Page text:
The problem, of course, comes up when somebody makes a deal and then breaks it. On a certain level a sovereign nation (such as the United States) is perfectly free to attack whomever it wishes, with the understanding that it is in return a target that can be attacked itself. However, most sovereign nations (including the United States) is beholden to a number of treaties and bodies that have set down ground rules by which it can operate, under the expectation that it can enjoy the knowledge that everybody else who is a signatory to the treaties (or whatever) is playing by the same rules. If somebody signs a treaty and then breaks it (or agrees to be involved in an international body and then ignores it), then the whole thing falls apart, because the expectation that everybody else has that you were going to play by the rules disappears, and they immediately ignore the rules as well; nobody likes a free rider, and nobody likes being a sucker.
(Yep, we're back to game theory again... free riders are those who enjoy the benefits of a collective action without having to be subject to the rules, and suckers are those who are subject to the rules but don't recieve the benefits. The one creates the other). In essence, this is why so many people get so (legitimately) pissed off at certain states (including, notoriously, the United States)- signing and breaking a deal pretty much ruins it for everybody, including (usually) the party that is breaking the deal.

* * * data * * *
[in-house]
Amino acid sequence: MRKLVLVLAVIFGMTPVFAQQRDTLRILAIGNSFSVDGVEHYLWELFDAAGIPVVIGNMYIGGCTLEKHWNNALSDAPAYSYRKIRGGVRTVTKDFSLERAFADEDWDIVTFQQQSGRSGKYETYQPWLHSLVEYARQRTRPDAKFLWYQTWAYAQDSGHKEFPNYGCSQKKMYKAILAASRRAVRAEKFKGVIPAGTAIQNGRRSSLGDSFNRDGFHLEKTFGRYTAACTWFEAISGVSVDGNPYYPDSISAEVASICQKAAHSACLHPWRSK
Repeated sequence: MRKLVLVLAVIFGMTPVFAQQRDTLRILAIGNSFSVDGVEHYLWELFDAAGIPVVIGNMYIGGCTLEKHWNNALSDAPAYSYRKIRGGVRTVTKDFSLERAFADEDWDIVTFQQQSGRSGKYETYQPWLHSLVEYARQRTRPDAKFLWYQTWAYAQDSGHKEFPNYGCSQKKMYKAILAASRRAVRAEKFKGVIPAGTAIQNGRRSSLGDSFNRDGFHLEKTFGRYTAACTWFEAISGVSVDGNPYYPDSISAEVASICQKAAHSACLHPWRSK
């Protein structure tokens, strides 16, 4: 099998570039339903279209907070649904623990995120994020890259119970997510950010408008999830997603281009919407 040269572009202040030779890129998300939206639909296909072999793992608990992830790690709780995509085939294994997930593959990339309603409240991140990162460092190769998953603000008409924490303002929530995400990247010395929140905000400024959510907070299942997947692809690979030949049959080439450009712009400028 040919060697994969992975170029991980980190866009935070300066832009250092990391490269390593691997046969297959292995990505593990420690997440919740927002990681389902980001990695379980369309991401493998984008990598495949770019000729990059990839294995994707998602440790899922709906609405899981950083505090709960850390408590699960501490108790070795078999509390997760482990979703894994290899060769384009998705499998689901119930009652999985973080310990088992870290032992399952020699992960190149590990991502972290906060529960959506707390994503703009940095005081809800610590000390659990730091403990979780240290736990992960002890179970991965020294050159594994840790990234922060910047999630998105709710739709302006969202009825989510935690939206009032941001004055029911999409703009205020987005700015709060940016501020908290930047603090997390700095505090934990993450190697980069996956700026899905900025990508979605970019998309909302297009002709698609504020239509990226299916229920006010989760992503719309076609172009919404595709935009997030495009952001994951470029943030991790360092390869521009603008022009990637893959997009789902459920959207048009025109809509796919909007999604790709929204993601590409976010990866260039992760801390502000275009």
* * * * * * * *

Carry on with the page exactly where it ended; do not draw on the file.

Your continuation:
So how does this enter into Iraq? Well, Iraq is part of the U.N., and is subject to the unwritten traditions that underlie the international system. The United States is part of the U.N. too. When Iraq breaks a deal (as it did when it invaded Kuwait) it opens itself up to retaliation: from Kuwait itself, its allies, and the members of the international bodies and treaties that it has agreed to be subject to (either explicitly or tacitly). The severity and nature of the deal-breaking action usually determines the reaction, of course- nobody is going to suggest invading Hong Kong, for example, because it plays merry hell with international copyright laws. They might sanction it, or cut off trade status, but they aren't going to invade. In the case of the Gulf War, though, Iraq had already invaded one country and was threatening others, the U.N. was expected to respond, and therefore authorized the action to liberate Kuwait from Iraq- both because Iraq had broken its deal, and not freeing Kuwait would break the deal the U.N. and other countries had with it.